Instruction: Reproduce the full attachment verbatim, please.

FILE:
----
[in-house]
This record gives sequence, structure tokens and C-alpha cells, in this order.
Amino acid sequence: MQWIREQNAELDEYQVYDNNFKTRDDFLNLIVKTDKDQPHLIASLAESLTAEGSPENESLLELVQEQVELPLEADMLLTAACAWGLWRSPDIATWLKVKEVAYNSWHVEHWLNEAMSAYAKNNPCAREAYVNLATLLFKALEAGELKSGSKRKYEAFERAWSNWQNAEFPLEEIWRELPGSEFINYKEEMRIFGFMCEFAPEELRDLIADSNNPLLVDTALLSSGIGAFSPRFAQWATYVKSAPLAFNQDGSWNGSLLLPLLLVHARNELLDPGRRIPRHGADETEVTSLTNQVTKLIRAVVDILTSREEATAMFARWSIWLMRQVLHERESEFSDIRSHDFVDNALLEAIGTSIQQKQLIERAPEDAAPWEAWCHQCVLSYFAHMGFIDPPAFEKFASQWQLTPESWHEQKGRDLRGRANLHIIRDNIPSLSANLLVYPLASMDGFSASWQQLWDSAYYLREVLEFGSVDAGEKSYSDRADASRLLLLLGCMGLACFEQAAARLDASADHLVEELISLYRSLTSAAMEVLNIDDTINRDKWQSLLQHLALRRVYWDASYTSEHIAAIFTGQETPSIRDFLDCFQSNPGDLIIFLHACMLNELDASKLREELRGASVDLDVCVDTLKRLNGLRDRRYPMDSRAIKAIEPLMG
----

[in-house]
This record gives sequence, structure tokens and C-alpha cells, in this order.
Amino acid sequence: MQWIREQNAELDEYQVYDNNFKTRDDFLNLIVKTDKDQPHLIASLAESLTAEGSPENESLLELVQEQVELPLEADMLLTAACAWGLWRSPDIATWLKVKEVAYNSWHVEHWLNEAMSAYAKNNPCAREAYVNLATLLFKALEAGELKSGSKRKYEAFERAWSNWQNAEFPLEEIWRELPGSEFINYKEEMRIFGFMCEFAPEELRDLIADSNNPLLVDTALLSSGIGAFSPRFAQWATYVKSAPLAFNQDGSWNGSLLLPLLLVHARNELLDPGRRIPRHGADETEVTSLTNQVTKLIRAVVDILTSREEATAMFARWSIWLMRQVLHERESEFSDIRSHDFVDNALLEAIGTSIQQKQLIERAPEDAAPWEAWCHQCVLSYFAHMGFIDPPAFEKFASQWQLTPESWHEQKGRDLRGRANLHIIRDNIPSLSANLLVYPLASMDGFSASWQQLWDSAYYLREVLEFGSVDAGEKSYSDRADASRLLLLLGCMGLACFEQAAARLDASADHLVEELISLYRSLTSAAMEVLNIDDTINRDKWQSLLQHLALRRVYWDASYTSEHIAAIFTGQETPSIRDFLDCFQSNPGDLIIFLHACMLNELDASKLREELRGASVDLDVCVDTLKRLNGLRDRRYPMDSRAIKAIEPLMG